I recently ordered the Gas Engine Magazine, and it is very interesting and enjoyable. I am a new comer to the hobby of restoring old engines. These engines were way before my time so I find it very interesting as a hobby.
I was wondering if any of your readers may be able to help me out. I recently acquired a 1-1/2 HP Alpha upright engine. I am told this was sold by DeLaval Company. Many parts are missing and I don't know where to look for parts other than your magazine.
Here are some questions for your readers. What type of a magneto was on this engine? What size is the gas tank supposed to be? What type of cover does it have over the rocker arms? What color was the engine when it was new?
Any information from your readers would be appreciated.
RALPH HENDERSON, R.R. #4, Blenheim, Ontario, Canada NOP 1AO needs some aid: 'I need some help to restore a gas engine manufactured in England. It was made for the Aveling Barford Company of Grantham by the W. H. Dorman Company of Stafford. It is a single cylinder 3 7/8' bore by 4' stroke Type 1 A. B. No. 43317. The cylinder block is bolted to the crankcase and has a stainless steel cylinder liner cast into the block. A tag on it says Listerd process, Van Der Horst, serial no. 11159. It was a basket case when I got it and some parts are missing so any information I could get on it would be greatly appreciated.' (Maybe you ought to write Mickian Mills, 38 Hall Lane, Werington, Peterborough, England - he mentions something about the address of Lister in this column this month - or write the Lister address).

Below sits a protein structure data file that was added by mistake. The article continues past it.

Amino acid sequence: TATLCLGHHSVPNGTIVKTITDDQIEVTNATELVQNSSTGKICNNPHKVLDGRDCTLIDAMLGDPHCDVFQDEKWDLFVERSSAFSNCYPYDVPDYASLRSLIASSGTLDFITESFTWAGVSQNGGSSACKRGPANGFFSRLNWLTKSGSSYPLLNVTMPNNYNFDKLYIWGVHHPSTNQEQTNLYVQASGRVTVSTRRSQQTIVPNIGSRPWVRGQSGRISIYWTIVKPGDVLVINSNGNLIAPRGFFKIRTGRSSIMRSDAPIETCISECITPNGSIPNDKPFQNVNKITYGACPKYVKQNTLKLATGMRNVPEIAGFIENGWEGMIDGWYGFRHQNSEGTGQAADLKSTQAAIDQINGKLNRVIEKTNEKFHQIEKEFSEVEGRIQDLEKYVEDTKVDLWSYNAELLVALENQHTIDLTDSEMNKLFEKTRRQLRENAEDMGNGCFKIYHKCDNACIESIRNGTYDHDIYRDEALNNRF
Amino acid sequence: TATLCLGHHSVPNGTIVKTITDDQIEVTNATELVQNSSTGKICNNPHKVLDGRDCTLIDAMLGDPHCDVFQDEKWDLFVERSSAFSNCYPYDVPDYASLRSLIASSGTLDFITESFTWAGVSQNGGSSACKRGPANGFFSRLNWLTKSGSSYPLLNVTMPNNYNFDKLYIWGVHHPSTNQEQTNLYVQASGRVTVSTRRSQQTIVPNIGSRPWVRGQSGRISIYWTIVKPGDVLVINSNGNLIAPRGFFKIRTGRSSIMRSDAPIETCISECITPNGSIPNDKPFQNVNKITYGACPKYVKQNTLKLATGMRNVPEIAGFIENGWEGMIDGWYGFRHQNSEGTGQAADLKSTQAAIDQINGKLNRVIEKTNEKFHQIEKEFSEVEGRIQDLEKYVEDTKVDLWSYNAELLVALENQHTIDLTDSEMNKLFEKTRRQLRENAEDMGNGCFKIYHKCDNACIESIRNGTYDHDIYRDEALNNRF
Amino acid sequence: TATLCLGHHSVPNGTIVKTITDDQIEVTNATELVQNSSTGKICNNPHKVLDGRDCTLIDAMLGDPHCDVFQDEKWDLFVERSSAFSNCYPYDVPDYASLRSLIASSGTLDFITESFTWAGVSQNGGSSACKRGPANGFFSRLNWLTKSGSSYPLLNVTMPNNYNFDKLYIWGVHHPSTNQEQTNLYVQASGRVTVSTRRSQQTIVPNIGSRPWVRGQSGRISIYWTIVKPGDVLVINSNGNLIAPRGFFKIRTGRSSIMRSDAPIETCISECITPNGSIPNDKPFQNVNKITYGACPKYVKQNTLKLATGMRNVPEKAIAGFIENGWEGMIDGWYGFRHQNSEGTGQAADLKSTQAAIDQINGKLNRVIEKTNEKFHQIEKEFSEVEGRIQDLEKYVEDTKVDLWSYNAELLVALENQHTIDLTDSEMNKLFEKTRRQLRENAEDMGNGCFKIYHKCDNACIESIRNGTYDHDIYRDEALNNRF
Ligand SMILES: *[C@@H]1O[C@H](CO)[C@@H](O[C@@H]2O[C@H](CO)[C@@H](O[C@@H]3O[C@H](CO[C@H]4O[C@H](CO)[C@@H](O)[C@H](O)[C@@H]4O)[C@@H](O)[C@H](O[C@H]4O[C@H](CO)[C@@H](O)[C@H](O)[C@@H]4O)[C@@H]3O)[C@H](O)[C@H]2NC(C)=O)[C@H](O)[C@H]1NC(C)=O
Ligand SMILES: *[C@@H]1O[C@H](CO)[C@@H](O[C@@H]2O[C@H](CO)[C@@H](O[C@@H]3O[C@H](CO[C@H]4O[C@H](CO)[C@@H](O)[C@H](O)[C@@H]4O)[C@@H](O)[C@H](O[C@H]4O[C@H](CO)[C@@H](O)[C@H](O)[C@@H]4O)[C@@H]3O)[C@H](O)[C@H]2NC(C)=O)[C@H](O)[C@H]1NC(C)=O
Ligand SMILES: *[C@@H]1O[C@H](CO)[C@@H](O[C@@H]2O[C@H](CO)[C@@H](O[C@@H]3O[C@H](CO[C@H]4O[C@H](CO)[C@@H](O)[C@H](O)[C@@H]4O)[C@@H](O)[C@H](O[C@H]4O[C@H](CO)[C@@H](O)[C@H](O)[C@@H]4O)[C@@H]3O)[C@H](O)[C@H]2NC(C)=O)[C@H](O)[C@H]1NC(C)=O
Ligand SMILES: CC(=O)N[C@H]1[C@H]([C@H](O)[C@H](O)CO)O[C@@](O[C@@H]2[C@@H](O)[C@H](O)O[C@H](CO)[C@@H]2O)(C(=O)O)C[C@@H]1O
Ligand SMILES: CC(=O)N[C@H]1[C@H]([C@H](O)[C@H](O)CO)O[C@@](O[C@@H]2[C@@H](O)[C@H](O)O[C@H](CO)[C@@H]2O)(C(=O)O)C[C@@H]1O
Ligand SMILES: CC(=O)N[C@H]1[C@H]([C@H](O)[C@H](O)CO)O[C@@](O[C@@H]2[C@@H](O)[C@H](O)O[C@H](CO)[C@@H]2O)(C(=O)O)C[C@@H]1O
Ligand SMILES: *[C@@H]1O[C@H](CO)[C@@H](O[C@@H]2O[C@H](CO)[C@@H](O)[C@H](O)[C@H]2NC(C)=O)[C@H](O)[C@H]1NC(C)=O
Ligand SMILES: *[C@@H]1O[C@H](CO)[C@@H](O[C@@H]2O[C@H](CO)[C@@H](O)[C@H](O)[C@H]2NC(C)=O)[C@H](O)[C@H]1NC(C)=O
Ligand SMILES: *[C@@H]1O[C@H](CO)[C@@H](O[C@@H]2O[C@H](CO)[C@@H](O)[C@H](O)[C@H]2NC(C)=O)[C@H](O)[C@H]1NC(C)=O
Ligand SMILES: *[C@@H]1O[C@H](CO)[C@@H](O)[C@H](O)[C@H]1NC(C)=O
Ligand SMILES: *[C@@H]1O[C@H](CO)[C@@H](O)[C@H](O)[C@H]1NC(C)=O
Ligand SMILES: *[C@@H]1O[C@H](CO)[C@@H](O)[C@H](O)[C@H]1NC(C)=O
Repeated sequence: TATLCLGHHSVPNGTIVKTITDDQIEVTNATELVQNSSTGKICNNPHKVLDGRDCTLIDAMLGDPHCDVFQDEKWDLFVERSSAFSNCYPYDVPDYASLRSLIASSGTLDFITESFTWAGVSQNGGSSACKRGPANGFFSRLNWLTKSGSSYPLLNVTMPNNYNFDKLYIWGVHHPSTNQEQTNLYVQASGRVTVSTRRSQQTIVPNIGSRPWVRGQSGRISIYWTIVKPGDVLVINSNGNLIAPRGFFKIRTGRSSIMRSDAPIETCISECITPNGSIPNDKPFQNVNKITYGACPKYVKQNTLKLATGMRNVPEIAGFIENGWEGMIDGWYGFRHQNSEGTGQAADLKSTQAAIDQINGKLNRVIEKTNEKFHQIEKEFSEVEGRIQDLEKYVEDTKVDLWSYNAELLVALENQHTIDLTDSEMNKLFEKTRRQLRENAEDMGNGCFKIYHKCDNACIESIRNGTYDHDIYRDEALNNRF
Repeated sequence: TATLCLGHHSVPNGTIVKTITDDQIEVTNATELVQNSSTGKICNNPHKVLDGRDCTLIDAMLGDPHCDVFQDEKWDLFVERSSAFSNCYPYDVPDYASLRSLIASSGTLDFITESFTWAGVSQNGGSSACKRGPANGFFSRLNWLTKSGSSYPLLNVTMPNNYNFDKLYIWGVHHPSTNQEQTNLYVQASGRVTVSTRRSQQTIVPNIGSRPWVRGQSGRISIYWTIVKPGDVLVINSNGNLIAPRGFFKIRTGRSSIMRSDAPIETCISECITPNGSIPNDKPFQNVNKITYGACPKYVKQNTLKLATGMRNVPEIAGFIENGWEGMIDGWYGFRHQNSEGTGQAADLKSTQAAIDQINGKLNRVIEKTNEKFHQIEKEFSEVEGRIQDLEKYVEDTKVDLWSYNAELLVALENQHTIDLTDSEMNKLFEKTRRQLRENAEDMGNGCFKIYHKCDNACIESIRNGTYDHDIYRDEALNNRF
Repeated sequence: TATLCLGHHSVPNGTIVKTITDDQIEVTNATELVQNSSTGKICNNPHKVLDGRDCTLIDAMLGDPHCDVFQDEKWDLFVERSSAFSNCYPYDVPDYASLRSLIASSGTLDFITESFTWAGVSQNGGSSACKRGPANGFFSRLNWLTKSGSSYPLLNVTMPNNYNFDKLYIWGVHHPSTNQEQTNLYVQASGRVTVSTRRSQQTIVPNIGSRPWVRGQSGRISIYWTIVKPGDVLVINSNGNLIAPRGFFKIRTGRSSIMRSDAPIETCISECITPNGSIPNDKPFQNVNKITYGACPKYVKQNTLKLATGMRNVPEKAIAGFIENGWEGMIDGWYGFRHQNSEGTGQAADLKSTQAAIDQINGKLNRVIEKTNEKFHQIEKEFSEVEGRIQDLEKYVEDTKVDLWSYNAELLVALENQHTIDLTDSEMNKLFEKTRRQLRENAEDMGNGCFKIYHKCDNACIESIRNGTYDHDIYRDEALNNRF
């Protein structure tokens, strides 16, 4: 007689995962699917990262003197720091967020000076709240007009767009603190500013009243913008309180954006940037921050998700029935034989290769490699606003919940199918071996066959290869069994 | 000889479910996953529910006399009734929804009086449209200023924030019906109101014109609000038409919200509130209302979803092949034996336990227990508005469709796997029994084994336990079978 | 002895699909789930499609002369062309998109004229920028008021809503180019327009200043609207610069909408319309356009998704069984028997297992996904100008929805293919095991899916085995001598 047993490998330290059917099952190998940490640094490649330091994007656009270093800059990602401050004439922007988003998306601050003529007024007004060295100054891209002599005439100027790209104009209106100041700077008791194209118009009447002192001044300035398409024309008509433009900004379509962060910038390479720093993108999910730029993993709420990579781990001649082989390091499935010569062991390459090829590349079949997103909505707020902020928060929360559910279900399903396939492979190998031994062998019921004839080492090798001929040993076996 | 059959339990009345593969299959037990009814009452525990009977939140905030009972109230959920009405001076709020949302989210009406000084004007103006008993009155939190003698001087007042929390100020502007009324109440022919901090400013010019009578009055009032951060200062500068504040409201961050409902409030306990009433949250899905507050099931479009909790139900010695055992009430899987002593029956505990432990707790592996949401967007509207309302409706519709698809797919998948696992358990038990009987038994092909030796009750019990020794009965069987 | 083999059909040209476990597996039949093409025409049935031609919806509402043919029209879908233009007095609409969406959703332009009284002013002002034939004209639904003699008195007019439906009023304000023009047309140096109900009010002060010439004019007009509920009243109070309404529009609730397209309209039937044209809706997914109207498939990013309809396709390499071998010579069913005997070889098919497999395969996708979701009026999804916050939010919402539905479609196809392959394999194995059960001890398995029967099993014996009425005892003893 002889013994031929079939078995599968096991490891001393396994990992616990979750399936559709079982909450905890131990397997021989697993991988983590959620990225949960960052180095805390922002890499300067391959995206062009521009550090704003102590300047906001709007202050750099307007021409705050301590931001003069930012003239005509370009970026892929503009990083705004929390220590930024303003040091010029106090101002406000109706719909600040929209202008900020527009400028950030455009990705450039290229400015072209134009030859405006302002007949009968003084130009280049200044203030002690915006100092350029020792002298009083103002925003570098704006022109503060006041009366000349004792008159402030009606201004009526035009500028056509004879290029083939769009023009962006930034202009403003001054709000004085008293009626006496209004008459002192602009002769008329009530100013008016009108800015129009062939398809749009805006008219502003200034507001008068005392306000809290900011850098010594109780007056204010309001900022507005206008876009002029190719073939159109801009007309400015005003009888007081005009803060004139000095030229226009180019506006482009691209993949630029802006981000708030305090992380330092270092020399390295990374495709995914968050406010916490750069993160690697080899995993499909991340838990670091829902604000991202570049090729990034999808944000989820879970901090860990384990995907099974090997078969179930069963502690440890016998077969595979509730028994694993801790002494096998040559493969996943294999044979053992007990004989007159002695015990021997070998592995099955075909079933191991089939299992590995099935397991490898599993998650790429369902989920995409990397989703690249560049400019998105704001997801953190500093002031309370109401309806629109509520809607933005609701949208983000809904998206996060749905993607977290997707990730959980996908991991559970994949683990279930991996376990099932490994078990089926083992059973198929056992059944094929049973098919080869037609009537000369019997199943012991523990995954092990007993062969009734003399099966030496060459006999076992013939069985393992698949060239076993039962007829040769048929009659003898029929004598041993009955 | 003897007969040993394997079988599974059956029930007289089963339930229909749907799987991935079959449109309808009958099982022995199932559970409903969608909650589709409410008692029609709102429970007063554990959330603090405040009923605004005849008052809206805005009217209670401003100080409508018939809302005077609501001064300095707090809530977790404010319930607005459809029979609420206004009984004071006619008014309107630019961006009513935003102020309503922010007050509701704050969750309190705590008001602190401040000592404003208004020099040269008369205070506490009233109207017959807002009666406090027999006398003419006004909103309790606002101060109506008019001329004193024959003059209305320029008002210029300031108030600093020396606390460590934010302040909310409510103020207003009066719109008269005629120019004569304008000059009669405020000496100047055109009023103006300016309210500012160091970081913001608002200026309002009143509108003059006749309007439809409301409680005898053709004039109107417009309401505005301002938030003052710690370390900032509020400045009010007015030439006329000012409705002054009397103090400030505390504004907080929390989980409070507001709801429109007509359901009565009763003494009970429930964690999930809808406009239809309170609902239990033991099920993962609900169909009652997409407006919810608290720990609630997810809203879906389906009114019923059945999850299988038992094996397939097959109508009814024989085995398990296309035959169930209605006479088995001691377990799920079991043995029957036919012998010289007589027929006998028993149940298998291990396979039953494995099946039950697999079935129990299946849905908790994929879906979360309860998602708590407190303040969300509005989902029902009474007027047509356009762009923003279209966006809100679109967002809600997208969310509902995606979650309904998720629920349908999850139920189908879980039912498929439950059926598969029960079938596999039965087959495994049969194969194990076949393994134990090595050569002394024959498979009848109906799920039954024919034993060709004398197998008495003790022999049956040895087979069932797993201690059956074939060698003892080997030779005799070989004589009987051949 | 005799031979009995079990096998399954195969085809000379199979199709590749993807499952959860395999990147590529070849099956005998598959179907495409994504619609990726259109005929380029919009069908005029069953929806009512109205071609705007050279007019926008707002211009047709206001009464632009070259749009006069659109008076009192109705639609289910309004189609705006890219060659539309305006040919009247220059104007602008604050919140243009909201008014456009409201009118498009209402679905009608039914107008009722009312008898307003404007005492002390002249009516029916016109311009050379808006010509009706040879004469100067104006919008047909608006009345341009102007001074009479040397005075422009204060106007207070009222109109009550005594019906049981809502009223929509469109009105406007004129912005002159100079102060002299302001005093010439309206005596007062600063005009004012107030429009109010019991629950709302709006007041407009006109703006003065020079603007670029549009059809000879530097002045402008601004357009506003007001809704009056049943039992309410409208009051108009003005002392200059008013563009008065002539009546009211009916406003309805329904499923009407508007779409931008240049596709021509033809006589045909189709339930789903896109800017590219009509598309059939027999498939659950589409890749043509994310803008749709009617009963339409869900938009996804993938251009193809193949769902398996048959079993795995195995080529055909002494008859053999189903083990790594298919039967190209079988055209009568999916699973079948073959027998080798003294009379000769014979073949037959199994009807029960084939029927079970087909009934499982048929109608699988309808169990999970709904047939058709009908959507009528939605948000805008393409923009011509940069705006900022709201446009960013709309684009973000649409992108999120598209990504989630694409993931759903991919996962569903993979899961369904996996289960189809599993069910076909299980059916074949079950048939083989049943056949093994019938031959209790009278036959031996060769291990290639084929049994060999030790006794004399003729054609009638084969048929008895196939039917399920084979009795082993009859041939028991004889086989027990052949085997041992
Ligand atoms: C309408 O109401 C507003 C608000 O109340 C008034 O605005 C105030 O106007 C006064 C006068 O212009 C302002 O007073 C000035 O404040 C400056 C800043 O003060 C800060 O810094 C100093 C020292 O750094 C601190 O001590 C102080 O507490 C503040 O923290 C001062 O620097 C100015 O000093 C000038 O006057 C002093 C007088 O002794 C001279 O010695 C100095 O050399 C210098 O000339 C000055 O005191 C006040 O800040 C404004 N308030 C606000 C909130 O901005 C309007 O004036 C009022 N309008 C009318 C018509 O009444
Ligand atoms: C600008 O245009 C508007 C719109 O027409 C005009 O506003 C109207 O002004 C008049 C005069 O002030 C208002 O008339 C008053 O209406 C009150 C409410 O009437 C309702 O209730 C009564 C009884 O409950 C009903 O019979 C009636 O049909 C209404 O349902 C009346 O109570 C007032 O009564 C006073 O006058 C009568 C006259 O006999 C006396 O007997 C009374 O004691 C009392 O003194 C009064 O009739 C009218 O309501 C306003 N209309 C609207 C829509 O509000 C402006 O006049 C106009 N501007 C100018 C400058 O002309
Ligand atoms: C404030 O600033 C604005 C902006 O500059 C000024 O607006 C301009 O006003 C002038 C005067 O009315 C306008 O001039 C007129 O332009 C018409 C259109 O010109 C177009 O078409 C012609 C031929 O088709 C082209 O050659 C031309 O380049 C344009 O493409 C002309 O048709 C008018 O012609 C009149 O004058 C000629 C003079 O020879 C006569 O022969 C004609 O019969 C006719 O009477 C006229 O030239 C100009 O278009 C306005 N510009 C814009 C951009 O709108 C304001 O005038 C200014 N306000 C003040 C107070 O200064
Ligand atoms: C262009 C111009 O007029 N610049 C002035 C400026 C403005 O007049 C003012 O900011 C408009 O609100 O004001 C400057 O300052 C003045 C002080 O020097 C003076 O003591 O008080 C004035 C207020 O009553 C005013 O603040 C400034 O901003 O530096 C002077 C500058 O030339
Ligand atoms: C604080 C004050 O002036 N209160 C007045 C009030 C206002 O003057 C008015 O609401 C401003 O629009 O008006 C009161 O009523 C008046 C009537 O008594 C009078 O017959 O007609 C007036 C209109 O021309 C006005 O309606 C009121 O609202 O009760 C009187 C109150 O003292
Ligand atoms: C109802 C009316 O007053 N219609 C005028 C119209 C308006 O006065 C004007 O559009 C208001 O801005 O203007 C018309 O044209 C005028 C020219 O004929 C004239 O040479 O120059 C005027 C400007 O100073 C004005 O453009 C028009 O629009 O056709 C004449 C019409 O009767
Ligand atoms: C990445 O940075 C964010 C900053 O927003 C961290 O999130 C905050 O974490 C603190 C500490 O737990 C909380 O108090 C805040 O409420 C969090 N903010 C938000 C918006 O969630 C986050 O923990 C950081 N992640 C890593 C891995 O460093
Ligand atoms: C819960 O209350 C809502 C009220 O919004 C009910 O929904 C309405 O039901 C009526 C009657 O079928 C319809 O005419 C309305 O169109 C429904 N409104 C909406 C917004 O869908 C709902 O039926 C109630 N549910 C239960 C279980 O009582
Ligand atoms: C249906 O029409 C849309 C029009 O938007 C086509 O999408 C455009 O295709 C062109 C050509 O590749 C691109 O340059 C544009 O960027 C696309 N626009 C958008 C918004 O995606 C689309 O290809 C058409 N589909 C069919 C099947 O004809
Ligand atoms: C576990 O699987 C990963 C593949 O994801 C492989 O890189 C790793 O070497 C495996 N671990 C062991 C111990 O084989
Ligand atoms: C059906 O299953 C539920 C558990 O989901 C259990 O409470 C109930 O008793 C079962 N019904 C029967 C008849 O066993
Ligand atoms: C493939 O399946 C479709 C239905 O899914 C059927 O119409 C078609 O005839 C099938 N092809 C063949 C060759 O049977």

Another England subscriber -ROBERT DONNELLY, Blue Hazel, 14 Hele Road, Kingsteignton, Newton Abbot, Devon, England writes:
I am a new subscriber to your excellent magazine and after receiving only two issues it may seem a bit cheeky to ask for help with an engine, but as you and your readers give a very friendly impression I am sure you will understand my impatience in wriing.
The engine I have has been identified by Mr. R. Hamp, of San Jose, California, through an English magazine, the Stationary Engine Advertiser and he sent me a copy of an early advert for it.
The engine is an Elgin made by the Elgin Gas Motor Co., and trade name the Hafa-Hors. When I bought this engine at an Auto-jumble at Beaulieu for £5 in 1974 it had never been run. I have got it running and have been to several rallys with it but with regards to the starting and running it does not bear out the words in the ad i.e. an ideal ladies engine almost as convenient as an electric motor.